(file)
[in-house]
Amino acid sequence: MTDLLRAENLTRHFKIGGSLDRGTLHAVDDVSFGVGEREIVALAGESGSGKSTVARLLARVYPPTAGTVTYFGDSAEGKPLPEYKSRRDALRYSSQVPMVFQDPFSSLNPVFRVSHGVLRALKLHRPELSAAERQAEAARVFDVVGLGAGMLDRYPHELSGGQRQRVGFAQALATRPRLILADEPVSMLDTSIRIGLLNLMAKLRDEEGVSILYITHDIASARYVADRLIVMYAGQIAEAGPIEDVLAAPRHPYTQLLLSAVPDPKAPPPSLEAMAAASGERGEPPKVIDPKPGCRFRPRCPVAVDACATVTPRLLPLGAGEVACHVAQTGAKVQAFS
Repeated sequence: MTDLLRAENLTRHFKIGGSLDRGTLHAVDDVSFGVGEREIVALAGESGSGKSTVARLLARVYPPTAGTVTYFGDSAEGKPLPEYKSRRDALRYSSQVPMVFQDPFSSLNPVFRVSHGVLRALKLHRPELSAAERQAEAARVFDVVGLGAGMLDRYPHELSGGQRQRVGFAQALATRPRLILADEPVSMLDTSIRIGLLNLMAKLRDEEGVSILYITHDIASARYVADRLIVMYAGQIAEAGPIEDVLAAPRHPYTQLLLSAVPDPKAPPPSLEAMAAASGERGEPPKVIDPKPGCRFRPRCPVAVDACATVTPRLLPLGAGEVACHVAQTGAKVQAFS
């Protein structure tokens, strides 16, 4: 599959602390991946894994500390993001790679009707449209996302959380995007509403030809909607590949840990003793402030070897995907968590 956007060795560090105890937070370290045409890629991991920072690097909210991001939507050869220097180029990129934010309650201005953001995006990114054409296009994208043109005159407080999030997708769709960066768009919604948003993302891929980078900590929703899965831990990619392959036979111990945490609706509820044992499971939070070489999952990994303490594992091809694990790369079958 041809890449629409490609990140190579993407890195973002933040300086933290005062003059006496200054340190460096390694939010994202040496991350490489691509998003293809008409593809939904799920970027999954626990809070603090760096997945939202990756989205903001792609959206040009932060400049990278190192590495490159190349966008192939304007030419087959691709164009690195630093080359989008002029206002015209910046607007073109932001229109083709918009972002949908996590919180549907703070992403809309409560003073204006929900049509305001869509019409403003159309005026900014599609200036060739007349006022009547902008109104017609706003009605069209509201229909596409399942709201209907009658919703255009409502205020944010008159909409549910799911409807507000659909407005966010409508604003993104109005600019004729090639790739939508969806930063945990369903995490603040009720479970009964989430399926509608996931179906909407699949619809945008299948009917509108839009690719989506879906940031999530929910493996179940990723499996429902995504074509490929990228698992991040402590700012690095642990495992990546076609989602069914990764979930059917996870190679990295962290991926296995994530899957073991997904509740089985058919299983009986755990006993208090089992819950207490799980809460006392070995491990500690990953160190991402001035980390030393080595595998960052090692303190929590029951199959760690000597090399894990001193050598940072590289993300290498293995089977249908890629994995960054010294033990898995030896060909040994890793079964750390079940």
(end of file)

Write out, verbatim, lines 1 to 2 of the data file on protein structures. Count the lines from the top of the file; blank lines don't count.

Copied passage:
[in-house]
Amino acid sequence: MTDLLRAENLTRHFKIGGSLDRGTLHAVDDVSFGVGEREIVALAGESGSGKSTVARLLARVYPPTAGTVTYFGDSAEGKPLPEYKSRRDALRYSSQVPMVFQDPFSSLNPVFRVSHGVLRALKLHRPELSAAERQAEAARVFDVVGLGAGMLDRYPHELSGGQRQRVGFAQALATRPRLILADEPVSMLDTSIRIGLLNLMAKLRDEEGVSILYITHDIASARYVADRLIVMYAGQIAEAGPIEDVLAAPRHPYTQLLLSAVPDPKAPPPSLEAMAAASGERGEPPKVIDPKPGCRFRPRCPVAVDACATVTPRLLPLGAGEVACHVAQTGAKVQAFS